In a move that critics contend will hamper the quest of thousands of refugees seeking political asylum, the U. S. Immigration and Naturalization Service has decided to close its Los Angeles asylum office in favor of a new site in Anaheim 30 miles away.
Refugee organizations call the relocation of the busiest asylum office in the nation a senseless gesture that will force refugees into a 45-minute drive or a 2 1/2-hour bus ride to press their cases.
"If you can't make it, you're in deportation proceedings," said Madeline Janis, executive director of the Central American Refugee Center in Los Angeles. "What it says is that the INS doesn't care about serving the community."
Rosemary Melville, INS director of asylum in Los Angeles, agreed the move will cause some inconvenience. But she added that the agency needs to consolidate its asylum operations, now split between Los Angeles and Laguna Niguel, and selected Anaheim because it has already relocated employees to that area.
Melville said a permanent location in Anaheim has not been picked, but the decision to relocate in that city is firm. She said the agency expects to close its Los Angeles office in December.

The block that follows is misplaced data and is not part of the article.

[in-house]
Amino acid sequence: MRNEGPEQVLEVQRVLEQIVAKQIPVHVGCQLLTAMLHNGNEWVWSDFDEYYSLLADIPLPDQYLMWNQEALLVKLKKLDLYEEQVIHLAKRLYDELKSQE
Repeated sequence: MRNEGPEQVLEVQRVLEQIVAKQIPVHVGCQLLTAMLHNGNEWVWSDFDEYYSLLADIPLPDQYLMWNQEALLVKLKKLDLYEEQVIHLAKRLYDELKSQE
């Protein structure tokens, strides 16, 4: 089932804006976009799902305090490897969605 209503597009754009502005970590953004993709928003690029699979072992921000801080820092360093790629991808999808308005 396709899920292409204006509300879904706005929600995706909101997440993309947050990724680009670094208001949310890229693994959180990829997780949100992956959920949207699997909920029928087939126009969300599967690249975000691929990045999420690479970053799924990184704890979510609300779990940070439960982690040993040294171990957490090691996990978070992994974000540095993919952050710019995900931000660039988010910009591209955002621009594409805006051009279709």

"I'm afraid this is the way it's going to be," Melville said. "The service has considered all its options."
The move to Anaheim is part of a nationwide effort by the INS to create a network of asylum offices to handle more equitably and efficiently the 100,000 pending applications nationwide.
The INS first sought to locate the new office in Buena Park, about 20 miles southeast of downtown Los Angeles. The proposal sparked an outcry from refugee advocates who said the move would make applying far more difficult.
When negotiations for office space fell through earlier this year, the agency agreed to split its staff temporarily between Los Angeles and an office in Laguna Niguel, in southern Orange County. The offices are receiving about 2,400 asylum applications a month.
Refugee advocates urged the INS to establish its permanent office in Los Angeles, close to the city's large Salvadoran population, which makes up a significant proportion of asylum applicants.
But Melville said Los Angeles was not considered an attractive work site for INS employees. "We didn't want to go through training people . . . and then they show up and say, 'God, I can't stand the neighborhood' and leave," Melville said at the time.
Melville said Los Angeles also would have been too far a commute for INS employees who had already moved to Orange County in anticipation of the new asylum office opening there.
Janis said refugee organizations have proposed that the INS open a satellite office in Los Angeles or provide a "circuit riding" asylum officer, as will be done in San Diego and Las Vegas, who would make regular stops in the city. The INS has so far rejected those proposals as unwieldy.
"This move is completely focused on the needs of the INS and completely ignores the needs of the people applying for asylum," Janis said.